Shadin Al-Dossari ‘18/ Emertainment Monthly Book Section Assistant Editor
The hit Norwegian show, Skam, is one of those shows that became internationally viral through social media; Skam has Twitter and Tumblr to thank. The reason it’s so accessible globally is because fans made the effort to create subtitles in multiple languages and posted them online. Translating to “shame” in English, the show focuses on the lives of teens in high school. Throughout the various seasons, the show highlights the Norwegian high school tradition called Russ. Participating students obtain and design a bus with a group of friends, then proceed to travel around and party. It’s sort of a graduation rite (as can be seen with William in season 2). Russ culture is a big part of the show and allows foreigners to get an inside look at Norwegian youth culture.
Fresh, but relatable characters
It’s fair to say that no one expected the show that originally began online to blow up as much as it has. Some of the actors still have regular jobs (Josefine Pettersen who plays Noora is a telemarketer). Loyal fans were drawn to the show for its humor, and the relatability that it provides. The show showcases the classic cliques that can be found in any high school; this is most clearly seen with a group of Russ boys dubbed “The Penetrators.” One thing that sets Skam apart from other young adult shows is the normality and relatability of the teens. Often, the actors appear sans layers of makeup, so they look like the average teen complete with acne and tired appearances. On top of that, the characters are portrayed by actors who are basically unknown and are only a couple of years older than the characters they are portraying; it’s always nice to have fresh faces on TV.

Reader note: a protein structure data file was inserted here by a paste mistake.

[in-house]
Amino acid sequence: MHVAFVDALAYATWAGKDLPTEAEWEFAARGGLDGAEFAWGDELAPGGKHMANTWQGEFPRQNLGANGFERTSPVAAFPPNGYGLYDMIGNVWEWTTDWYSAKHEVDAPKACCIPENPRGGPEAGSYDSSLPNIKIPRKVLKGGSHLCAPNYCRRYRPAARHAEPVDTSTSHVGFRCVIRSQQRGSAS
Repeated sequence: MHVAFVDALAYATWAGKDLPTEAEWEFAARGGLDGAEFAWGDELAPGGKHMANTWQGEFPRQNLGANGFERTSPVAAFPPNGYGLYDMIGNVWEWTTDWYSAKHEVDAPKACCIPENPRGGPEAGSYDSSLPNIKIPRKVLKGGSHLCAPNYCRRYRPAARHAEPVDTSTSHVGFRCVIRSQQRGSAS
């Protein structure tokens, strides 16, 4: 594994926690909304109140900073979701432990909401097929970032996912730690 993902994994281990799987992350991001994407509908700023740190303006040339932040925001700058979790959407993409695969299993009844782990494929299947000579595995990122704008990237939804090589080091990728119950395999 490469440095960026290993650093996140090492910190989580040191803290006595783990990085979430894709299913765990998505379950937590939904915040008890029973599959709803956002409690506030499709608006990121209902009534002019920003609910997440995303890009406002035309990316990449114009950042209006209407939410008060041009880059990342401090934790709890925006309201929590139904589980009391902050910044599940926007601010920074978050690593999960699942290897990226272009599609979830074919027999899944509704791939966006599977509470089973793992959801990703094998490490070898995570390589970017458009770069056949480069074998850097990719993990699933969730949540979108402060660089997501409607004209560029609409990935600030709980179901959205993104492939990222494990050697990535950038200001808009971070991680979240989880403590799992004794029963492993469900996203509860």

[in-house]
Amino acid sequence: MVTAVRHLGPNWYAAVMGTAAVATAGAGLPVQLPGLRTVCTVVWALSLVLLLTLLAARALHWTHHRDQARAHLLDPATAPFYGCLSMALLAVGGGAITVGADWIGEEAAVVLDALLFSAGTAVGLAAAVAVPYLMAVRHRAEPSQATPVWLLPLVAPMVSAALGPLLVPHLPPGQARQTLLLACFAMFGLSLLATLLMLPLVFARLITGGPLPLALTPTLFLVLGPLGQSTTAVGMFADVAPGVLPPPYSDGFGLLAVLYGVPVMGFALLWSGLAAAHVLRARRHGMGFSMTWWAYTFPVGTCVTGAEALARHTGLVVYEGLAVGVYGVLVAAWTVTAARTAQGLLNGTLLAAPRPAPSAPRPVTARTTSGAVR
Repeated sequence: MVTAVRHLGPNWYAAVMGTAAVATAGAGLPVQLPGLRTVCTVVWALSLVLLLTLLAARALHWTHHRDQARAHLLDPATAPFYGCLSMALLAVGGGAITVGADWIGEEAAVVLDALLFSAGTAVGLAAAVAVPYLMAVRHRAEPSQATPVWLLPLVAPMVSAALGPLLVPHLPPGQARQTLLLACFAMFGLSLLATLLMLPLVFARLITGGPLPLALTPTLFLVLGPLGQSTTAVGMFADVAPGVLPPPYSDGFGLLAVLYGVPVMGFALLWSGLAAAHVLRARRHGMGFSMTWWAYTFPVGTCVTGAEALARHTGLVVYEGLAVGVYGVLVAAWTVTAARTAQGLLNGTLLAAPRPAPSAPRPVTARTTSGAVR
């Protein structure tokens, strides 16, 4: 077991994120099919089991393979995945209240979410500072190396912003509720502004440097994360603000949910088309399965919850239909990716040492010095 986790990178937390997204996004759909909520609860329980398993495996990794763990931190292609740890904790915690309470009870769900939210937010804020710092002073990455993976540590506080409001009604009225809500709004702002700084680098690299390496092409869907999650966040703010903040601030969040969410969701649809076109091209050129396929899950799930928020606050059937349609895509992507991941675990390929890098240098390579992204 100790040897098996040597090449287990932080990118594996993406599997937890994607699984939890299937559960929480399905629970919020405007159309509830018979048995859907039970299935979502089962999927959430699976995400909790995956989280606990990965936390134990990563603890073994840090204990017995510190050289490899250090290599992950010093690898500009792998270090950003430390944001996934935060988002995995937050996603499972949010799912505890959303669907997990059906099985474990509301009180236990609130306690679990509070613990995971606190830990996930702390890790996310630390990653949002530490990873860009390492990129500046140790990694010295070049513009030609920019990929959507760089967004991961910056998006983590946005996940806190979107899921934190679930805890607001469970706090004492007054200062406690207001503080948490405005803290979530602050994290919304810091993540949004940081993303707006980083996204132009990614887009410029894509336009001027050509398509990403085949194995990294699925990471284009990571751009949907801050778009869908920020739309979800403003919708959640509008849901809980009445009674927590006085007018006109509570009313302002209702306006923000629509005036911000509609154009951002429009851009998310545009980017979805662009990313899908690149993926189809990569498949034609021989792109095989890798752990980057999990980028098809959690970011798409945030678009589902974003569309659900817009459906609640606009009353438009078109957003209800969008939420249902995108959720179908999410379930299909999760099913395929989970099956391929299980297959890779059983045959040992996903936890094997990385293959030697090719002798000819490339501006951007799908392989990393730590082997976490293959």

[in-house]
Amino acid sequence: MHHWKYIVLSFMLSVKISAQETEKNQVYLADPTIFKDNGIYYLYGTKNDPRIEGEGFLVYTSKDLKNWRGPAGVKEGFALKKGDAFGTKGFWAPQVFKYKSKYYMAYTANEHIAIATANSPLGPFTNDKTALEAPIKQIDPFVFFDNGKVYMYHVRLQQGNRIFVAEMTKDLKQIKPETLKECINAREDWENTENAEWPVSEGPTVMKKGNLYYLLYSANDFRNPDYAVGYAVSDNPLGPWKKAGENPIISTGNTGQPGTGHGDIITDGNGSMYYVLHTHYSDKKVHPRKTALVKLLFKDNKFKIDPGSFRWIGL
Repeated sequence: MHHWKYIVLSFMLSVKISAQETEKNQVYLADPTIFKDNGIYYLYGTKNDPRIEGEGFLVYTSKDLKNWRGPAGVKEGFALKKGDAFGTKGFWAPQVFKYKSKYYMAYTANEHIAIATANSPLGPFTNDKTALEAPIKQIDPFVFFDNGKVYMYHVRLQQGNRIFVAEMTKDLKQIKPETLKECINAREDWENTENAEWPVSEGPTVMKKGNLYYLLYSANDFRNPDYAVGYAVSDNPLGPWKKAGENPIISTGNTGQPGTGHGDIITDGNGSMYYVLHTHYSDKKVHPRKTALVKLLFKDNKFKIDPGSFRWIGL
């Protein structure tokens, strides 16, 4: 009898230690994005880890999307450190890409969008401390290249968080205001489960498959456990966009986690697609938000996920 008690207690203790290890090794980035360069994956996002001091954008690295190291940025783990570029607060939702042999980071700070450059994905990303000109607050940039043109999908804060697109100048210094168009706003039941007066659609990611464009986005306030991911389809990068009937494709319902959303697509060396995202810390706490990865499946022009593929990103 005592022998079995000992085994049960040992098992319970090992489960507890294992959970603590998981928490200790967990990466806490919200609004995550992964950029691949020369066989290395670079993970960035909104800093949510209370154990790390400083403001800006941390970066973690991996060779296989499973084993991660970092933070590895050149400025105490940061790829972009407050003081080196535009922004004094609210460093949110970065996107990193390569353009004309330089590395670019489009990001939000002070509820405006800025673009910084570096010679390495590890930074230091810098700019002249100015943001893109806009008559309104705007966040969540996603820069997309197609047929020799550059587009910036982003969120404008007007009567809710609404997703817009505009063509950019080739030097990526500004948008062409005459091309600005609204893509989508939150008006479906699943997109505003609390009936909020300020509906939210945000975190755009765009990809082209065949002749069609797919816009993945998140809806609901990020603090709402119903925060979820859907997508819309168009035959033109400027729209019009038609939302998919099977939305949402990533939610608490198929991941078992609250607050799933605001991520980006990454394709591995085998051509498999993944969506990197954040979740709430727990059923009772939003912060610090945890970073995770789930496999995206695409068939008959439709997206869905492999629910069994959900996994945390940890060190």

There’s something for everyone
Taking a cue from the hit show Skins, each season of Skam revolves around the arc of one character. Season one focuses on Eva Mohn, and her relationship with her boyfriend Jonas, as well as her self-identity. This season, in particular, focuses on the importance of friendship. Each girl has a distinct personality, and, though they do occasionally butt heads, they ALWAYS stand up for each other. A great aspect of this season is that the audience gets a sense of who everyone is. You’ve got the girl who jokes about everything, the insecure girl, the girl who doesn’t take anyone’s shit, the girl who speaker her mind and the girl who just wants to fit in; these characters are loved because fans can see themselves in them.
Season two follows Noora Saetre, the outspoken feminist of the group, and her relationship with William (leader of “The Penetrators”). While the focal point of this season is Noora trying to balance her feelings for William with her independence, it also deals with sexual assault and violence.
Season three is all about Isak Valtersen coming to terms with his sexual identity. Another important issue addressed is mental illness. Season three is a fan favorite because of its realistic depiction of an LGBT relationship. Another plus is that each episode can be anywhere from 15 to 50 minutes long, making the series perfect for binging.
While the show is nowhere near perfect in the diversity department, it does focus on underrepresented characters. There’s a whole season dedicated to a gay character, and one of the main characters is a Muslim hijab-wearing girl. Sana is the sassy, outspoken and loyal girl who is also a dedicated and proud Muslim. She is often the voice of reason who breaks things down logically and helps other characters come to terms with things they were struggling with. This is so important. It’s rare that a show portrays Islam in an accurate, non-negative light. This is just one of the areas in which Skam actively tries to break stereotypes. At its core, Skam preaches acceptance – of sexuality, religion, people’s choices – which is particularly relevant and necessary in today’s times.
The verdict is still out on who will be the star of season four, though most fans are hoping for either Even (Isak’s boyfriend) or Sana, the lone Muslim girl.